A large commercial vehicle on the road is treated by most like the school bully: it is viewed with dread, encountered reluctantly, and when an encounter is inevitable, many people prefer just to hold their breath, avoid eye contact, and sigh in relief when it’s over (even if the encounter in question consisted of nothing more than a brushing of shoulders). These responses are basically irrational, as the bigger person/vehicle also has places to go and presumably isn’t thinking about harming you. Still, even if you’ve done nothing to provoke trouble, you worry: for while a confrontation is probably unlikely, you know that you would get the worst of it if anything went awry.
In the case of a commercial truck, the chances are that you have less to fear than you would from a school bully as an awkward 12-year-old: “About 75 percent of commercial truck accidents are caused by drivers of other smaller passenger vehicles, rather than the truck driver.” Nevertheless, you have good reason to be hyper-avoidant, as about 90% of accidents involving semi-trucks are fatal. In all likelihood, nothing will happen, but that isn’t a chance you want to take.
The truth, fortunately for the little guy, is that 3 of the 4 most deadly accident types listed are attributable to driver error on the part of the smaller vehicle’s operator. With a little insight to the nature of the risks involved in combination with good driving habits, a large number of the the deaths that take place every year are entirely preventable in the years to come.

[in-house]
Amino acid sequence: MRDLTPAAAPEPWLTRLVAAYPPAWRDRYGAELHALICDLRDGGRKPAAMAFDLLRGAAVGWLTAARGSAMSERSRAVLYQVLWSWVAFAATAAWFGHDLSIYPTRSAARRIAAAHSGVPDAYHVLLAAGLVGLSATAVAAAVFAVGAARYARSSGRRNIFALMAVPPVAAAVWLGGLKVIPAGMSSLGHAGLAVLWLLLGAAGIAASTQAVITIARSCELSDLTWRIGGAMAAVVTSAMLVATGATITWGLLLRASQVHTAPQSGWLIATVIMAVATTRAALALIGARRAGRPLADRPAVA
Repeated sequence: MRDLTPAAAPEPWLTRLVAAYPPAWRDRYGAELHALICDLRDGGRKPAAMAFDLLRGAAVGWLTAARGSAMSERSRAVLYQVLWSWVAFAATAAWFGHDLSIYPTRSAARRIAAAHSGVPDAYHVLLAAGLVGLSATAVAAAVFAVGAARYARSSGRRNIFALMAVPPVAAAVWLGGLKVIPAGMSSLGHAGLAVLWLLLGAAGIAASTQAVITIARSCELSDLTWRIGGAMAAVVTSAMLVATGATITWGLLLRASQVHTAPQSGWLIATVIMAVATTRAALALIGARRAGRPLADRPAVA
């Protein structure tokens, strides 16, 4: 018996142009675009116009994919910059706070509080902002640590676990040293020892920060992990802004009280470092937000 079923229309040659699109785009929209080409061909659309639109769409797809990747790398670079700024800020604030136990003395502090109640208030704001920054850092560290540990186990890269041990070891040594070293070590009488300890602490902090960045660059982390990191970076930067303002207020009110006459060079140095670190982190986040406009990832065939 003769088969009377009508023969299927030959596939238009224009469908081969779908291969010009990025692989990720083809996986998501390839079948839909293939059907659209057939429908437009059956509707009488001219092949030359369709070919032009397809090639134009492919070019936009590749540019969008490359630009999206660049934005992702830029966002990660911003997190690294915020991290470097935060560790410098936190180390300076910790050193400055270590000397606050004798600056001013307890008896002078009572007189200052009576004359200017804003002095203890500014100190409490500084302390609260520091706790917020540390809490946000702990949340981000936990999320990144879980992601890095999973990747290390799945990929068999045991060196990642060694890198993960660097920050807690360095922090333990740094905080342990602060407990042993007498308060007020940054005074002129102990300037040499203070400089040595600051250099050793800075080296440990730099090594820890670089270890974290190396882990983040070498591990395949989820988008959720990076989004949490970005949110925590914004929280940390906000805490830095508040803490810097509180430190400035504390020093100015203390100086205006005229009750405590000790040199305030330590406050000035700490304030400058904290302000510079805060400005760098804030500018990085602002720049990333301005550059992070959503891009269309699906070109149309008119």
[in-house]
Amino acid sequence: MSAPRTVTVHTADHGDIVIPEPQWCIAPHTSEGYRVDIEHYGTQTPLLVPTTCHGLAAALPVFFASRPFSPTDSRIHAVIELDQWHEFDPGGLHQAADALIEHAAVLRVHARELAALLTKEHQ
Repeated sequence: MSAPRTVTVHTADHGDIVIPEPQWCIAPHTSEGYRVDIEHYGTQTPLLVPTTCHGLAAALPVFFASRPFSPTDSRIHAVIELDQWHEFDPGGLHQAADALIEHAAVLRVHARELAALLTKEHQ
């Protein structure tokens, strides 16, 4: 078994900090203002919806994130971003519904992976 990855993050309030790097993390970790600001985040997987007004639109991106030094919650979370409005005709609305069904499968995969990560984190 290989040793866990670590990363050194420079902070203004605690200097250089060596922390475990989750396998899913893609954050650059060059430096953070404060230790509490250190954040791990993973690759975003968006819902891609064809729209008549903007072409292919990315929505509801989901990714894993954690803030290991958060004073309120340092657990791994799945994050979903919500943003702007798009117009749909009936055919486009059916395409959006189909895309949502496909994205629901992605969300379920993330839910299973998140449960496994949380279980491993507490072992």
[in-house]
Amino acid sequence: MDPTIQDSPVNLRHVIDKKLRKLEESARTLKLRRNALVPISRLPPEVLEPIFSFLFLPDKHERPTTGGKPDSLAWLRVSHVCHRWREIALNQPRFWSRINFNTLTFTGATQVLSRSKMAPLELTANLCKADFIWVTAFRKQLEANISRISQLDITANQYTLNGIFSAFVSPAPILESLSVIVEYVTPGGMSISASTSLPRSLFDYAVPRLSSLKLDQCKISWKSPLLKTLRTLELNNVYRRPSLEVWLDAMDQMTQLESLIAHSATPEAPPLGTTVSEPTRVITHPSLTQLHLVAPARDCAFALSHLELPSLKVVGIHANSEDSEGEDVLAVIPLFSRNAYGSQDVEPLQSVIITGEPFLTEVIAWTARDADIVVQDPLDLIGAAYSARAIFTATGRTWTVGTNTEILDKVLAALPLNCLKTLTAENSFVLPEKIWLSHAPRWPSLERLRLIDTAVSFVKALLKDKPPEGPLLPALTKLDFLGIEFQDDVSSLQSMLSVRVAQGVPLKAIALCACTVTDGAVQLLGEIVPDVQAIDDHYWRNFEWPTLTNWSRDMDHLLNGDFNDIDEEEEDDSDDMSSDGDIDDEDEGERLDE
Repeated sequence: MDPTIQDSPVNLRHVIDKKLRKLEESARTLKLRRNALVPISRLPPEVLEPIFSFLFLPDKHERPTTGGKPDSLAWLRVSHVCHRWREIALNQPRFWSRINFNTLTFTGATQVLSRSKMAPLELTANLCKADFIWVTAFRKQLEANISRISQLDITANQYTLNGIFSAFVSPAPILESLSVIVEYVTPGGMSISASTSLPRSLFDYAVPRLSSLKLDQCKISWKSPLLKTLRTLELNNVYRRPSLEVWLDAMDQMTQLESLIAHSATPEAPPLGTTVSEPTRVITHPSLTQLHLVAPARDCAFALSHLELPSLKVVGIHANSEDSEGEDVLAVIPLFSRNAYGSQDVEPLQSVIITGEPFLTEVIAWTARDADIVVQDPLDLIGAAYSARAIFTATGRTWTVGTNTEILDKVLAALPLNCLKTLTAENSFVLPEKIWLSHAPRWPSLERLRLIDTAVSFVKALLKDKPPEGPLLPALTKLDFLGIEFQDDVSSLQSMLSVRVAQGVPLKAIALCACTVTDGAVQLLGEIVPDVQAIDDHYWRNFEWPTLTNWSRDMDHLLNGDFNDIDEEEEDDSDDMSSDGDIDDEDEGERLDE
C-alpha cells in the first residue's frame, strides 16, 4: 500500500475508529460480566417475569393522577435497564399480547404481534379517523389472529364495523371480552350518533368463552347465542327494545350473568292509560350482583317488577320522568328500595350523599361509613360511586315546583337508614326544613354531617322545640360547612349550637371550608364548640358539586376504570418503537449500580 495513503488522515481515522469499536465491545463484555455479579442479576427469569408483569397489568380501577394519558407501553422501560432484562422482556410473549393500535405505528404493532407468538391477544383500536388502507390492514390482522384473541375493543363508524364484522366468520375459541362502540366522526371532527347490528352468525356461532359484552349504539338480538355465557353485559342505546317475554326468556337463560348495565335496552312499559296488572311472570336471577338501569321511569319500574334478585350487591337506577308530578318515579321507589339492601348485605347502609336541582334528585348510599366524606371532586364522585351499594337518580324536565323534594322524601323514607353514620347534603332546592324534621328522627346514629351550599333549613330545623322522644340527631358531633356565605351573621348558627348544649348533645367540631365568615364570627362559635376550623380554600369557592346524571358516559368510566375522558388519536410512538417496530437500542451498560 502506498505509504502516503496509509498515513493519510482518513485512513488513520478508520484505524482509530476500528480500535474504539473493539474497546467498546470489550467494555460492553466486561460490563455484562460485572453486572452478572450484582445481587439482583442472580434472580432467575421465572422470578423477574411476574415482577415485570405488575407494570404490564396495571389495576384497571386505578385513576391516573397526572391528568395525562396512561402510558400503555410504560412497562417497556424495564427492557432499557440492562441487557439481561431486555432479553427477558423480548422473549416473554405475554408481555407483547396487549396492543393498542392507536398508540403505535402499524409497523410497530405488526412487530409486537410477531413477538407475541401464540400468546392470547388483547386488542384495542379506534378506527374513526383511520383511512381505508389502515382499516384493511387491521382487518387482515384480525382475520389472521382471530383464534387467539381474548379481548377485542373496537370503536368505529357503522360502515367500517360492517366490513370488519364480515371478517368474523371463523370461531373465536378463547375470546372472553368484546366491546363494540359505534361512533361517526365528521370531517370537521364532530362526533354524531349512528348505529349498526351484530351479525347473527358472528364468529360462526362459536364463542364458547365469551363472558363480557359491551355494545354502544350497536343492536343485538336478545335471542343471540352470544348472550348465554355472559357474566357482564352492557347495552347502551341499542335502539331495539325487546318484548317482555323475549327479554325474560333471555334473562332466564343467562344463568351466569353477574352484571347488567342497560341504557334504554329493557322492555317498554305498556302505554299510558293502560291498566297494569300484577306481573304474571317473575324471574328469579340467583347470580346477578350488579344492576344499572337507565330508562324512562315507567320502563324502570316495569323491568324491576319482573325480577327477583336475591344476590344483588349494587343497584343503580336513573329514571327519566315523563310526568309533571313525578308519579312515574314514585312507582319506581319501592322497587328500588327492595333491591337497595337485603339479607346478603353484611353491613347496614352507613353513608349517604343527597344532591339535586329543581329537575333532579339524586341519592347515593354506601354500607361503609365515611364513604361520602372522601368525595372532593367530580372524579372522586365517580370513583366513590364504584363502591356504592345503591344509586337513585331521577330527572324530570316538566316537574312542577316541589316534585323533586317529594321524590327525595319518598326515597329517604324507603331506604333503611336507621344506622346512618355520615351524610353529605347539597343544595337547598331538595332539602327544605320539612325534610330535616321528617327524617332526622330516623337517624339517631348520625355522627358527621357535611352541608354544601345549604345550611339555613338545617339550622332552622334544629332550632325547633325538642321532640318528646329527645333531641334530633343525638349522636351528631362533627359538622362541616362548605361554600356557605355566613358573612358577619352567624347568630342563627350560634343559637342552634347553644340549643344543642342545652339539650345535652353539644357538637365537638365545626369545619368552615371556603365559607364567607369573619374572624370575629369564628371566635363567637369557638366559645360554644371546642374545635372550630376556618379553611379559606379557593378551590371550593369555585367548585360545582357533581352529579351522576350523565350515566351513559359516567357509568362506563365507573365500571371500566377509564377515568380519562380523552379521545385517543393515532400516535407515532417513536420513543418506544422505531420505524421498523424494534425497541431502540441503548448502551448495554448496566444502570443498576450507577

1. Large Truck Strikes Passenger Car (547, 31% of pedestrian fatalities)
This accident type, clearly and unfortunately, is not one of those that can be avoided with good sense alone. Commercial truckers’ collisions caused 547 deaths in 2008, accounting for 31% of the passenger car fatalities in such scenarios. The accidents in this category could be T-bones, sideswipes, or any collision type that does not include head-on or rear-end. It is the possibility of an accident under this heading that justifies general nervousness in the presence of a commercial truck.
2. Passenger Car Strikes Large Truck
Three hundred and seventy-four people die each year because the driver of a passenger car made violent contact with larger vehicle in a commercial truck accident. These amounted to 21% of large truck accident fatalities. Thus, the driver of a passenger vehicle should pay especial attention—not just to traffic laws in general, but to inclement weather/road conditions that would make a collision more likely (skidding/sliding hazards like gravel or ice).
3. Head-on Collisions/Passenger Car Lane Drifting
If ever there was a case to shun drowsy driving, it is found in these numbers: 351 lives were lost in 2008 when passenger car drivers swerved out of their lane and hit an oncoming commercial truck. When you drive on insufficient sleep, lane drifting is an easy mistake to make when you don’t monitor yourself constantly. If you are incapable of constant self-supervision, you’re probably better off not risking your life.
4. Passenger Car Rear-Ends Commercial Truck
These types of accidents are responsible for 18%—or 311—of large truck accident fatalities. Even in conditions of limited visibility or extreme exhaustion, these accidents should be easily preventable by anyone keeping their eyes on the road. Hence, distractions like cell phones should be eschewed at all costs.
Thanks to I-15 traffic, Utah sees its share of commercial truck accidents. In fact, there were 22 fatalities from such accidents in Utah in 2011. The aftermath of these accidents can be as devastating for everyone involved as the accident, itself, whether they are injured or the survivors of a wrongful death.
If you are a member of the Salt Lake City area whose life has been disrupted by a fatal accident or serious injury, and your resources have fallen short of your requirements, there is help: For a reasonable contingency fee, personal injury attorneys like Christensen & Hymas can negotiate with insurance providers and drivers at fault for accidents to make sure the victims of commercial truck accidents can obtain the resources to heal in a timely and thorough manner. For a free initial consultation, call their office at (801), 506-0800.
Image courtesy of Bjorn Bulthuis